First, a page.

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The Distinct Smell of Red   C-

Malamute Entertainment

Year Released: 2001
MPAA Rating: Not Rated
Director: Jason Kittelberger
Writers: Jason Kittelberger, Donna Strader
Cast: Guilford Adams, Robin Christian-McNair, Edi Patterson.

Review by Michael Scrutchin

The Distinct Smell of Red, a low-budget drama revolving around one man's quest to find his "Juliet," was shot in my hometown of Houston, Texas by local production company Malamute Entertainment. I really wanted to like this one. Honest. The filmmakers obviously have talent and potential, but this is a classic case of talented people creating a cinematic misfire. I wish I could give it a glowing review, but that's not going to happen.

The film focuses on a lonely guy named Vernon (Guilford Adams) who works in a flower shop. When he's not discovering literary classics for the first time through Cliffs Notes, he's following the shop owner Katherine (Robin Christian-McNair) around and asking her random and stupid questions like "What kind of underwear do you wear?" Inspired after reading the Cliffs Notes of Shakespeare's Romeo and Juliet, Vernon decides that he's going to invent his own fictional Juliet to get Katherine's attention. He starts telling Katherine stories about this wonderful girl named Juliet that he's dating, though this girl doesn't really exist. But after Vernon starts dating a shy, pretty female cab driver, he doesn't need the fantasy to get Katherine's attention -- he's got the real thing. But does Vernon still want Katherine once he has his "Juliet"?

Sounds promising, doesn't it? I thought so. But unlikable characters and an uneven and bewildering tone botch a decent premise. Vernon, who is in every single scene of the movie, is one of the most annoying characters ever captured on celluloid (well, maybe I'm exaggerating just a bit, but he really got on my nerves). At least his boss Katherine shares in my annoyance, as she puts up with Vernon acting like a child and moping around the flower shop asking stupid questions all day. Robin Christian-McNair, who's got some acting chops, isn't given much to do as Katherine other than act frustrated with Vernon. I kept wondering, Why doesn't she just fire the jackass? Christian-McNair's one-note performance quickly becomes tiresome, but she does the best she can with the material.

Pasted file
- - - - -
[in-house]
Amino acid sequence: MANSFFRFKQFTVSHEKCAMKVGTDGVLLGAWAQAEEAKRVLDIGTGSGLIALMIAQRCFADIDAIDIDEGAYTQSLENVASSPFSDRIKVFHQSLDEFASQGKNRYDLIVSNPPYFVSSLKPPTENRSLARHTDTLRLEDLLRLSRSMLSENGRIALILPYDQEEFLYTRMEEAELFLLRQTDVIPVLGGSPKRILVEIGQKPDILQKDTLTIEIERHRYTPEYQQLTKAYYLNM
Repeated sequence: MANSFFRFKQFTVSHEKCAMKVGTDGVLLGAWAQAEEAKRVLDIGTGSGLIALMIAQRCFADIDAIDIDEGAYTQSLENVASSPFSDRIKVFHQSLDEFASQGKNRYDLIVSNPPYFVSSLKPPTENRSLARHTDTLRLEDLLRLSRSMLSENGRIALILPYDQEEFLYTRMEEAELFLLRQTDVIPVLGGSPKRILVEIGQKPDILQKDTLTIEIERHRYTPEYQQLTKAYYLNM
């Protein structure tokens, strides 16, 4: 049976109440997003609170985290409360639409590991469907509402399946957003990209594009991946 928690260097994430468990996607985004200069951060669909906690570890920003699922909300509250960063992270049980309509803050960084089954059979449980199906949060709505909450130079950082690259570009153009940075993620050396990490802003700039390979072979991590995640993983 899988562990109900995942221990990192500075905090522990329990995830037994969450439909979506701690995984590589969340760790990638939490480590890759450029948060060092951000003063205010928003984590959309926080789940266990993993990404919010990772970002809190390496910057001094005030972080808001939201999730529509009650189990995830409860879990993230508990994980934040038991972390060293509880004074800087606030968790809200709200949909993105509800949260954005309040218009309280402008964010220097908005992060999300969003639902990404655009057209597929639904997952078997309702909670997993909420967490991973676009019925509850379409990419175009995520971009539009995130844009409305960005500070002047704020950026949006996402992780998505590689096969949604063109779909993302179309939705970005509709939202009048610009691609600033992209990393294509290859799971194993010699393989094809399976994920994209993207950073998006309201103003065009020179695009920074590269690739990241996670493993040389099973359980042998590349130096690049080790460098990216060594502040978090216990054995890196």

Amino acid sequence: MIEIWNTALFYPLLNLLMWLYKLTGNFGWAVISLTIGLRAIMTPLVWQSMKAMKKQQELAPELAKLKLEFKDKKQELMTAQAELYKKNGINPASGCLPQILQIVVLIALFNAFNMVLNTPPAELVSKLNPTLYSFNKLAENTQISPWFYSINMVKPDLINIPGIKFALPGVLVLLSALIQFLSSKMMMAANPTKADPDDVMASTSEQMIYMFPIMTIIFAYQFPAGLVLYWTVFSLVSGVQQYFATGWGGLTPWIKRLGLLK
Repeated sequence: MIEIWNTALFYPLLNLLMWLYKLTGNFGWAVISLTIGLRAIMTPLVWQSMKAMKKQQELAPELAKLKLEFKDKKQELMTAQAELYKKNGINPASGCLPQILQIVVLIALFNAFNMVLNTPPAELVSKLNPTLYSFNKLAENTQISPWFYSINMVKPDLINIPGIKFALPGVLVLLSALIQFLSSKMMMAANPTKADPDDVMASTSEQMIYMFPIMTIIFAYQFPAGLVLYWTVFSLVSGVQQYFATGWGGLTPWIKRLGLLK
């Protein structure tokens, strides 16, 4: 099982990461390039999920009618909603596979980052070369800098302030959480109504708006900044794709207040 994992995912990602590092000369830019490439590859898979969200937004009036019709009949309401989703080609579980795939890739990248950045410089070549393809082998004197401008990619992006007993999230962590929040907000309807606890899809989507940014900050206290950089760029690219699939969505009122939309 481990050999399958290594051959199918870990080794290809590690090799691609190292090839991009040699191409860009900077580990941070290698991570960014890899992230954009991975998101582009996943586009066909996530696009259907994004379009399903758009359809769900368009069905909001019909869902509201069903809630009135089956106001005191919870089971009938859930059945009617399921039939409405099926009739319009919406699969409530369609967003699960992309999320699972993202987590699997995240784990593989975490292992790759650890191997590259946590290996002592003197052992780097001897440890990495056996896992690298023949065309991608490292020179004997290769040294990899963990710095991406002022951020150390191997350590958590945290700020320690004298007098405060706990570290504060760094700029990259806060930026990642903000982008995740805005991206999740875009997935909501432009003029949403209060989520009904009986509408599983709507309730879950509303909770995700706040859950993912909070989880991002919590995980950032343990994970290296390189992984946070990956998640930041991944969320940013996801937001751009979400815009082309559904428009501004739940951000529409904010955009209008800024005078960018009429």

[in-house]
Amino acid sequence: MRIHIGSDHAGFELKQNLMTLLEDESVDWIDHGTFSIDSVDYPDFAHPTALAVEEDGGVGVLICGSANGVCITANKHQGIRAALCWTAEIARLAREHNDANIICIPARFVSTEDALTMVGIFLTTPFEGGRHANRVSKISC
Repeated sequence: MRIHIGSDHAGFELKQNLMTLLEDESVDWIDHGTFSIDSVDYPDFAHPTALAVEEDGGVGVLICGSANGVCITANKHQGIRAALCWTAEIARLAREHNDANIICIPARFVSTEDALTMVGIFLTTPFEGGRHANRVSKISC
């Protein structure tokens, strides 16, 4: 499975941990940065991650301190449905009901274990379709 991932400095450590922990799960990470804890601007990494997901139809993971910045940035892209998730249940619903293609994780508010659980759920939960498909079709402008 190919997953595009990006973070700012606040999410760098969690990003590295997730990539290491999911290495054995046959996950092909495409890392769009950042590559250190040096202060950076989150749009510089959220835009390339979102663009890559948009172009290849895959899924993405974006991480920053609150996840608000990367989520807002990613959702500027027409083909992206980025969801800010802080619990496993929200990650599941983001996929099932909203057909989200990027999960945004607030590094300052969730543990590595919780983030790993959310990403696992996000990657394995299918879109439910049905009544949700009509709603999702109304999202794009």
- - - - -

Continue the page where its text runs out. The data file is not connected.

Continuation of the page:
Guilford Adams can't do much with his role, either, but Vernon is such an irritating character that I doubt anyone could make him endearing. The only actor I can think of that might be able to make this annoying weirdo somewhat lovable is Giovanni Ribisi (Boiler Room, The Gift), but I digress. As it is, I really disliked Vernon. He's a pathological liar and a Peeping Tom who drinks away his loneliness in his drab apartment. He calls phone sex hotlines and pretends the operator is his Juliet (though this is before he meets the real Juliet). I was also never quite sure what Vernon really wanted -- did he want Katherine or Juliet? -- but I suspect Vernon himself was unsure about that. Aside from annoying me, Vernon disturbed me. After an argument with Katherine, Vernon goes outside and repeatedly bashes his head against a brick wall. Ouch. I kept waiting for Vernon to snap and start killing people.

Perhaps the only cast member who comes out unscathed in The Distinct Smell of Red is Edi Patterson as Juliet. Patterson is really good here, projecting her character's uncertain shyness with a realism and honesty that's pretty darn adorable. She's the only character in the movie I gave a damn about, but it's a shame the movie itself didn't seem to care all that much about her.

For all its faults, The Distinct Smell of Red isn't all that bad. There are some good lines of dialogue here and there (but there are also some clunkers). I think Jason Kittelberger shows tremendous promise as a director, and I'd love to see what he could do with a better script. The film is well-photographed and looks and sounds great. This is a well-made independent film, there's no doubt about that, and the filmmakers should be commended for the quality of the technical aspects of the film. But this only makes it all the more disheartening that it falters in other areas. At times, it feels like it's trying to be a sweet romantic comedy, while at other times a darker side emerges, making The Distinct Smell of Red an oddly uneven experience. Oh, well. I think I would have liked it more if Vernon had flipped out and started killing people.

Review published 04.11.2001.

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